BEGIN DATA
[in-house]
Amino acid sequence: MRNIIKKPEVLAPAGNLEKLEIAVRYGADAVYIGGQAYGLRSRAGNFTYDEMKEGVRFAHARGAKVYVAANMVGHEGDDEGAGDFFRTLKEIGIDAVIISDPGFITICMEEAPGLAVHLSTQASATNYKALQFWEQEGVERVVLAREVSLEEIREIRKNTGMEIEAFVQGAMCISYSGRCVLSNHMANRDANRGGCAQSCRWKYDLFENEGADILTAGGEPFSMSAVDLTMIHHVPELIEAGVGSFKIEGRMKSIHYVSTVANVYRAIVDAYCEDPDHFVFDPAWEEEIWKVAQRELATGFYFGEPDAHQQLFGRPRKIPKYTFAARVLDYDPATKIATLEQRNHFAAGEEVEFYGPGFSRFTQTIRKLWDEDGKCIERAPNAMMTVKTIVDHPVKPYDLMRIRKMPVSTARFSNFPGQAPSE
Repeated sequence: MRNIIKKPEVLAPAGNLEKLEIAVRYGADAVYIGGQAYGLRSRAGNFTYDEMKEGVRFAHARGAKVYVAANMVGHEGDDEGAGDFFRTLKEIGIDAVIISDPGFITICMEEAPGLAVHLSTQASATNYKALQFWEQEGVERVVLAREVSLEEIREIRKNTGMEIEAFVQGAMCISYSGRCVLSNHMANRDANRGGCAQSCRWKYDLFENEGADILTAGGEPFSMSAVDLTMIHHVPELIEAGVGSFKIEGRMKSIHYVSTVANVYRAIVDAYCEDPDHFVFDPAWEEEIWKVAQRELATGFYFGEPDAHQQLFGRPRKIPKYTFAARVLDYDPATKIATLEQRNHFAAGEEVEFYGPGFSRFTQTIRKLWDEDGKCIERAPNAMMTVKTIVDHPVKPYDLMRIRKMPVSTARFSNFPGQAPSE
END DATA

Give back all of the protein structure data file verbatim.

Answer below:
[in-house]
Amino acid sequence: MRNIIKKPEVLAPAGNLEKLEIAVRYGADAVYIGGQAYGLRSRAGNFTYDEMKEGVRFAHARGAKVYVAANMVGHEGDDEGAGDFFRTLKEIGIDAVIISDPGFITICMEEAPGLAVHLSTQASATNYKALQFWEQEGVERVVLAREVSLEEIREIRKNTGMEIEAFVQGAMCISYSGRCVLSNHMANRDANRGGCAQSCRWKYDLFENEGADILTAGGEPFSMSAVDLTMIHHVPELIEAGVGSFKIEGRMKSIHYVSTVANVYRAIVDAYCEDPDHFVFDPAWEEEIWKVAQRELATGFYFGEPDAHQQLFGRPRKIPKYTFAARVLDYDPATKIATLEQRNHFAAGEEVEFYGPGFSRFTQTIRKLWDEDGKCIERAPNAMMTVKTIVDHPVKPYDLMRIRKMPVSTARFSNFPGQAPSE
Repeated sequence: MRNIIKKPEVLAPAGNLEKLEIAVRYGADAVYIGGQAYGLRSRAGNFTYDEMKEGVRFAHARGAKVYVAANMVGHEGDDEGAGDFFRTLKEIGIDAVIISDPGFITICMEEAPGLAVHLSTQASATNYKALQFWEQEGVERVVLAREVSLEEIREIRKNTGMEIEAFVQGAMCISYSGRCVLSNHMANRDANRGGCAQSCRWKYDLFENEGADILTAGGEPFSMSAVDLTMIHHVPELIEAGVGSFKIEGRMKSIHYVSTVANVYRAIVDAYCEDPDHFVFDPAWEEEIWKVAQRELATGFYFGEPDAHQQLFGRPRKIPKYTFAARVLDYDPATKIATLEQRNHFAAGEEVEFYGPGFSRFTQTIRKLWDEDGKCIERAPNAMMTVKTIVDHPVKPYDLMRIRKMPVSTARFSNFPGQAPSE